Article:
1.1. OHS hazards  in the workplace are identified, assessed, reported and controlled using the hierarchy of control model .

1.2. Workplace procedures  and work instructions for controlling risks are accurately followed at all times.

1.3. Safety checks are undertaken before operation of all machinery and vehicles.

1.4. Prior to performing manual handling  jobs, hazards are identified, assessed and controlled using workplace procedures and carried out using safe manual handling techniques according to instructions and ongoing training .

1.5. Risks to workplace bystanders  are identified and action taken to reduce risk associated with jobs in the workplace.

2. Follow appropriate emergency procedures

2.1. Knowledge of and ability to follow procedures for dealing with accidents, fires, and other emergencies  are maintained, including communicating location and directions to emergency personnel.

2.2. Emergency procedures are followed.

2.3. Emergency equipment is used, serviced and maintained according to manufacturer specifications.

2.4. Appropriate authorities are notified according to workplace policy .

3. Participate in arrangements for maintaining health and safety of all people in the workplace

3.1. OHS issues are raised with designated personnel  according to workplace procedures and relevant OHS requirements .

3.2. Contributions are made to enterprise OHS participative arrangements  and ongoing monitoring and reporting of all aspects of OHS.

3.3. Hierarchy of control model is followed to level of responsibility.

3.4. Assistance is provided in developing effective solutions to control the level of risk associated with tasks.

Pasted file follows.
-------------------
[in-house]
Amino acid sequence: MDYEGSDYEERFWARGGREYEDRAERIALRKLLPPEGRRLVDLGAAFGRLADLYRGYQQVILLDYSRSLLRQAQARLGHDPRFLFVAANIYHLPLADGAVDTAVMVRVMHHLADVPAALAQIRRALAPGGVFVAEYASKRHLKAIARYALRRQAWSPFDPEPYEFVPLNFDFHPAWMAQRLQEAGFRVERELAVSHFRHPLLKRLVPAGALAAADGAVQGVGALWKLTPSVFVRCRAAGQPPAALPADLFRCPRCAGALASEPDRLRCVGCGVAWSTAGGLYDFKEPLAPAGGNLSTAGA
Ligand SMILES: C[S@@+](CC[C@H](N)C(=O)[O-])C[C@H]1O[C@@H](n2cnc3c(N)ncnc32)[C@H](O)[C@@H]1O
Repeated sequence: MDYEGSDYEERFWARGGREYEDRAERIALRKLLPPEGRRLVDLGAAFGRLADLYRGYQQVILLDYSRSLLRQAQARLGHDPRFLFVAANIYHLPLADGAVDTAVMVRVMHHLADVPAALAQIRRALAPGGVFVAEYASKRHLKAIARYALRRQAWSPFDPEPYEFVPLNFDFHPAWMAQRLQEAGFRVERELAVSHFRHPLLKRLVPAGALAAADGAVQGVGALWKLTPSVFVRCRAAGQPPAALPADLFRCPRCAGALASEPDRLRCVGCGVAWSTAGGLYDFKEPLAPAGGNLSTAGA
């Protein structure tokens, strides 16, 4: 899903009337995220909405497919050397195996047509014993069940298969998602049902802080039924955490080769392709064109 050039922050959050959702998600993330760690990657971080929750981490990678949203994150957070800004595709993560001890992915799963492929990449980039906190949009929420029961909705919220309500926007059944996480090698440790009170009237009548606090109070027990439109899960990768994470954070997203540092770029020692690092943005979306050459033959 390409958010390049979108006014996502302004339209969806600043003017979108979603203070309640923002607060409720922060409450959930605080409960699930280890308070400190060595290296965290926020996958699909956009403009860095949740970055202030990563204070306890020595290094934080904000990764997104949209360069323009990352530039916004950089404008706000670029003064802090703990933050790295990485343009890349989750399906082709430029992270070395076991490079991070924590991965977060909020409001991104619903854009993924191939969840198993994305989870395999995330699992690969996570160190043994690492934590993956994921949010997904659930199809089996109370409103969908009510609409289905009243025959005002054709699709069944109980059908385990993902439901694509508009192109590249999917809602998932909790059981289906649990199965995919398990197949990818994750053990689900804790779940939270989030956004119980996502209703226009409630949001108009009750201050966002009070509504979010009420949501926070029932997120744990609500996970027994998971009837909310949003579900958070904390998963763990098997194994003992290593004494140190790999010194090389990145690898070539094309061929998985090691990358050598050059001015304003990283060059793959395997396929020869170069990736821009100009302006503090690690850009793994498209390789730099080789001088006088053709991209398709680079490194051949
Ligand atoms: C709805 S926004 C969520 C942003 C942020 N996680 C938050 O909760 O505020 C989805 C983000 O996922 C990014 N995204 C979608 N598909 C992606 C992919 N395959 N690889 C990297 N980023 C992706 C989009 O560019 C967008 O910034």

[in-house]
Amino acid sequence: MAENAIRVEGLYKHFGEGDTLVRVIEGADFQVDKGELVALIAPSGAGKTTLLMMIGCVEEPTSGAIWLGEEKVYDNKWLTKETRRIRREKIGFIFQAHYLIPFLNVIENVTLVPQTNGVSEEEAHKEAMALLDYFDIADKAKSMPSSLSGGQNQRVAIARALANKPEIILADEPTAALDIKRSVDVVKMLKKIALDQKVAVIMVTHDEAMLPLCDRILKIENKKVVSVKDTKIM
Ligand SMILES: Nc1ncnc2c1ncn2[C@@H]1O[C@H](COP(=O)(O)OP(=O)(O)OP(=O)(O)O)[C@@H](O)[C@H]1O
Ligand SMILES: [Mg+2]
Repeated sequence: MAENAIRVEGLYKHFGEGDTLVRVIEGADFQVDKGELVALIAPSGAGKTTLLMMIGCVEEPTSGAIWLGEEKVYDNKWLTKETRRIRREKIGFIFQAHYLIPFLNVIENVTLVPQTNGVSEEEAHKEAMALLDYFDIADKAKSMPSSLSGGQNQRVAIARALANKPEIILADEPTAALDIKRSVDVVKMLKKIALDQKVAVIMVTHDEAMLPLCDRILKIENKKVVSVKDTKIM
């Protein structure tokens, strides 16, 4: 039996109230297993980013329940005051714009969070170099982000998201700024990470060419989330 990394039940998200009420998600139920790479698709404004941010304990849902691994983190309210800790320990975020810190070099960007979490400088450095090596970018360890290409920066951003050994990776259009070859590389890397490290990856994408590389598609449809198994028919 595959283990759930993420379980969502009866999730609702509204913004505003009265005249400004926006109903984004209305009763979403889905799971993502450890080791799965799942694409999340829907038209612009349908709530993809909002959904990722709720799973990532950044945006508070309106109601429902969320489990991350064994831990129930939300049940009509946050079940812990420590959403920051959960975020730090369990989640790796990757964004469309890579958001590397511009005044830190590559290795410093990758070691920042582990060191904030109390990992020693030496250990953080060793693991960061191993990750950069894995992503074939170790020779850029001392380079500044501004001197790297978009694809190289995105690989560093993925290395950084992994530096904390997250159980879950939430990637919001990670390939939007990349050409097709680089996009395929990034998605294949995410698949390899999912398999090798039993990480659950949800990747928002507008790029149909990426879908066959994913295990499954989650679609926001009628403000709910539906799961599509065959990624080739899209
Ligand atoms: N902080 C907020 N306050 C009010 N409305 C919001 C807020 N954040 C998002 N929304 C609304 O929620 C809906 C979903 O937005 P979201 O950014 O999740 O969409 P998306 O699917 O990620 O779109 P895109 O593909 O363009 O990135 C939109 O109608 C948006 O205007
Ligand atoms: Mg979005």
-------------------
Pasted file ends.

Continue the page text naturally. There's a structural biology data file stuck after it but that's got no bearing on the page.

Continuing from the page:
Required Skills and Knowledge


This section describes the skills and knowledge required for this unit.

Required skills 

  • applying the hierarchy of control model
  • communicating and contributing to OHS participative arrangements and reporting hazards and risks
  • following workplace procedures for acting in an emergency
  • following workplace procedures for hazard identification and risk control.

Literacy skills used for :

  • interpreting OHS symbols
  • reading labels, notices and relevant enterprise documentation and manufacturer specifications.

Numeracy skills used for :

  • estimating weight of items to be lifted or moved.

Required knowledge 

  • designated personnel responsible for OHS within the enterprise
  • local emergency services
  • preferred order of ways to control risks (i.e. hierarchy of control)
  • reasons for and purpose of workplace health and safety requirements
  • significant hazards in the workplace
  • the rights and responsibilities of the workplace parties under OHS Acts, regulations and codes of practice
  • ways in which OHS is managed in the workplace, and activities required under OHS legislation
  • workplace OHS procedures relevant to the work being undertaken.

Evidence Guide


The evidence guide provides advice on assessment and must be read in conjunction with the performance criteria, required skills and knowledge, range statement and the Assessment Guidelines for the Training Package.

Overview of assessment 

Critical aspects for assessment evidence required to demonstrate competence in this unit 

Assessment must confirm the ability to:

  • act in an emergency
  • follow workplace procedure for hazard identification and risk control when completing a range of workplace operations and circumstances that the individual would be expected to deal with.

Assessment must confirm knowledge of:

  • local emergency services
  • occupational health and safety risk management
  • relevant parts of OHS legislation, relevant regulations and codes of practice which apply in that state or territory for work being undertaken